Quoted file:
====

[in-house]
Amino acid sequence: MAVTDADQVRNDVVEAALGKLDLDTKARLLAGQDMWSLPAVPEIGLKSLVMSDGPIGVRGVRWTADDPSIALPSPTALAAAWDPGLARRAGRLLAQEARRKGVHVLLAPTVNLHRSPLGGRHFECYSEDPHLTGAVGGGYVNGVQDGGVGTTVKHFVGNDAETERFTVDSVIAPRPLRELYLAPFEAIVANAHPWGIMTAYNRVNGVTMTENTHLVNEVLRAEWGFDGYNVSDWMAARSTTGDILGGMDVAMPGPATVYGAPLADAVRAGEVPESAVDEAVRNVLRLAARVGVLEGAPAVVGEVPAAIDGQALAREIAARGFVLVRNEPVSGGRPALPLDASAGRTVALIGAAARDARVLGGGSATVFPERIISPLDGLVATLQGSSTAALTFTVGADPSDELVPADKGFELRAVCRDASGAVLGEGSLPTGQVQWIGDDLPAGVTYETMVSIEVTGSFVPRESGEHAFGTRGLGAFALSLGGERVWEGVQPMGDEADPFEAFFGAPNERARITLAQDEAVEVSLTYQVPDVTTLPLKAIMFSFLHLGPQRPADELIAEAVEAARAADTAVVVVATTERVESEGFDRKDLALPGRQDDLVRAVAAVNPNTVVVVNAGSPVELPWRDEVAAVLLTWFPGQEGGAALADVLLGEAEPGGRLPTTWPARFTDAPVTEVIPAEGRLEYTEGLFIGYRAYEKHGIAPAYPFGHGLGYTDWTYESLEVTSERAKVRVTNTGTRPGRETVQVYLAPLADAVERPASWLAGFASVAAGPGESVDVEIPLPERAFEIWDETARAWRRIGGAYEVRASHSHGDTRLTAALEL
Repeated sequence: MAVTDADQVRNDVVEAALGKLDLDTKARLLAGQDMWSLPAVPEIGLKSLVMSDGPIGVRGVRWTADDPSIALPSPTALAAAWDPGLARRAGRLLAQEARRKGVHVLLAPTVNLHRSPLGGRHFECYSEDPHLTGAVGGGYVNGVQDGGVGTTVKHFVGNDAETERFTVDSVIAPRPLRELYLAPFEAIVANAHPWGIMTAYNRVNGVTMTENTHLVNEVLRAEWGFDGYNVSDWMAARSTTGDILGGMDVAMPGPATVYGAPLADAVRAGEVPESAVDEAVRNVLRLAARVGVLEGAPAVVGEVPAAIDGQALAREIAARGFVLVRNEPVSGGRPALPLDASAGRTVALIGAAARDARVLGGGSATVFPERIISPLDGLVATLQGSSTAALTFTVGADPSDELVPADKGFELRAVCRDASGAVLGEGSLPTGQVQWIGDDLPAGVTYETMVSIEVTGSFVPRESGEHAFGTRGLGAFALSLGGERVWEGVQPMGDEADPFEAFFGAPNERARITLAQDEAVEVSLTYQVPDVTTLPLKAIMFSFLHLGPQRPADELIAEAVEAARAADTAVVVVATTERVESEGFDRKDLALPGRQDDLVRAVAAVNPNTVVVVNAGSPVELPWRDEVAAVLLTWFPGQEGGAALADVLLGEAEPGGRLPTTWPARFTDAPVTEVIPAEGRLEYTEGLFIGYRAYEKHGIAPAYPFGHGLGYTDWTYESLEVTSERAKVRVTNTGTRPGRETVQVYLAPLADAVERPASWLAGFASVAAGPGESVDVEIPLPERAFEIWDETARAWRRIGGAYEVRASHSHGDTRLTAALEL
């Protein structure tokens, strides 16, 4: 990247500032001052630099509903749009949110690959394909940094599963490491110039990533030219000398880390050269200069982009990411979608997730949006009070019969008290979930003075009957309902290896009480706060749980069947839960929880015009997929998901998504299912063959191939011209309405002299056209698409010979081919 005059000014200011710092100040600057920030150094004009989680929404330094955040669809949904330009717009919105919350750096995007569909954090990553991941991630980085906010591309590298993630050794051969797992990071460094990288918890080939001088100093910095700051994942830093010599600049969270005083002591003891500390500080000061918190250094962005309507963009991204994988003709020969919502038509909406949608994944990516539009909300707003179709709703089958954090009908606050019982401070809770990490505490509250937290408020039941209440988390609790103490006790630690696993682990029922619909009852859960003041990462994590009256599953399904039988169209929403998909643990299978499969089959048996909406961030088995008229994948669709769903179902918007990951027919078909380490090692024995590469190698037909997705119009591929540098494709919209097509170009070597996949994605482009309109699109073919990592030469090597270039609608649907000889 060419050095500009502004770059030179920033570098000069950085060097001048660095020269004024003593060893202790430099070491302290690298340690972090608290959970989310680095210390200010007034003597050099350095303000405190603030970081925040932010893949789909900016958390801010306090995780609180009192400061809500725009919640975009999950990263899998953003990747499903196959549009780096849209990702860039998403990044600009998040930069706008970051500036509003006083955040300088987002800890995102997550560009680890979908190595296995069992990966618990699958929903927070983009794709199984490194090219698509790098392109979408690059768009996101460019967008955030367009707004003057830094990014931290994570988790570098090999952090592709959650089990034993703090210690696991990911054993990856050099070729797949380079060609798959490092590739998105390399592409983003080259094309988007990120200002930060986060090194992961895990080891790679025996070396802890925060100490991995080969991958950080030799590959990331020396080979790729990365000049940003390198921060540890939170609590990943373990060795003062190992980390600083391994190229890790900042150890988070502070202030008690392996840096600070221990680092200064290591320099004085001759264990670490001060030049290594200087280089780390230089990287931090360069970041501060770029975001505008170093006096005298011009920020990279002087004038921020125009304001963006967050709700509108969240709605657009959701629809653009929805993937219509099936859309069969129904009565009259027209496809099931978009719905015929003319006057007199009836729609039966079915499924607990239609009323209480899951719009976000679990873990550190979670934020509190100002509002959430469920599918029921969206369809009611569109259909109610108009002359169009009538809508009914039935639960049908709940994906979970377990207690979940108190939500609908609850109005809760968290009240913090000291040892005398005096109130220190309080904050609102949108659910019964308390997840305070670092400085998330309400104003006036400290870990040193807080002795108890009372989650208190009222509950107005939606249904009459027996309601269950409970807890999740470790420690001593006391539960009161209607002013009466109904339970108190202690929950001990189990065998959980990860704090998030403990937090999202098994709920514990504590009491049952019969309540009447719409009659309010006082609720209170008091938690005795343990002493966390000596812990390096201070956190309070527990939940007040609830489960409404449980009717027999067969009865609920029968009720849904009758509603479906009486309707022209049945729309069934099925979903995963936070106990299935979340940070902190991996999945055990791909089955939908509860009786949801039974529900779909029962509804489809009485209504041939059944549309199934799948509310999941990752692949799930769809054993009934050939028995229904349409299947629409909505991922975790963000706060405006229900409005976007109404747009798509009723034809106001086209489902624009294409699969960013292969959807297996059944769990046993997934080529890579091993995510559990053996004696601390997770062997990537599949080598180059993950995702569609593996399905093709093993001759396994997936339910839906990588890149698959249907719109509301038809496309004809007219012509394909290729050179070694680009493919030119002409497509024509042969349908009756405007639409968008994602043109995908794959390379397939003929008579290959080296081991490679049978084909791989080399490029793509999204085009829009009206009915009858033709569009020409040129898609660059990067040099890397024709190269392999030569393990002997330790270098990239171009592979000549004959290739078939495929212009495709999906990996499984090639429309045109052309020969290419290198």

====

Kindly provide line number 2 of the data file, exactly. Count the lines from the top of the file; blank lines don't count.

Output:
Amino acid sequence: MAVTDADQVRNDVVEAALGKLDLDTKARLLAGQDMWSLPAVPEIGLKSLVMSDGPIGVRGVRWTADDPSIALPSPTALAAAWDPGLARRAGRLLAQEARRKGVHVLLAPTVNLHRSPLGGRHFECYSEDPHLTGAVGGGYVNGVQDGGVGTTVKHFVGNDAETERFTVDSVIAPRPLRELYLAPFEAIVANAHPWGIMTAYNRVNGVTMTENTHLVNEVLRAEWGFDGYNVSDWMAARSTTGDILGGMDVAMPGPATVYGAPLADAVRAGEVPESAVDEAVRNVLRLAARVGVLEGAPAVVGEVPAAIDGQALAREIAARGFVLVRNEPVSGGRPALPLDASAGRTVALIGAAARDARVLGGGSATVFPERIISPLDGLVATLQGSSTAALTFTVGADPSDELVPADKGFELRAVCRDASGAVLGEGSLPTGQVQWIGDDLPAGVTYETMVSIEVTGSFVPRESGEHAFGTRGLGAFALSLGGERVWEGVQPMGDEADPFEAFFGAPNERARITLAQDEAVEVSLTYQVPDVTTLPLKAIMFSFLHLGPQRPADELIAEAVEAARAADTAVVVVATTERVESEGFDRKDLALPGRQDDLVRAVAAVNPNTVVVVNAGSPVELPWRDEVAAVLLTWFPGQEGGAALADVLLGEAEPGGRLPTTWPARFTDAPVTEVIPAEGRLEYTEGLFIGYRAYEKHGIAPAYPFGHGLGYTDWTYESLEVTSERAKVRVTNTGTRPGRETVQVYLAPLADAVERPASWLAGFASVAAGPGESVDVEIPLPERAFEIWDETARAWRRIGGAYEVRASHSHGDTRLTAALEL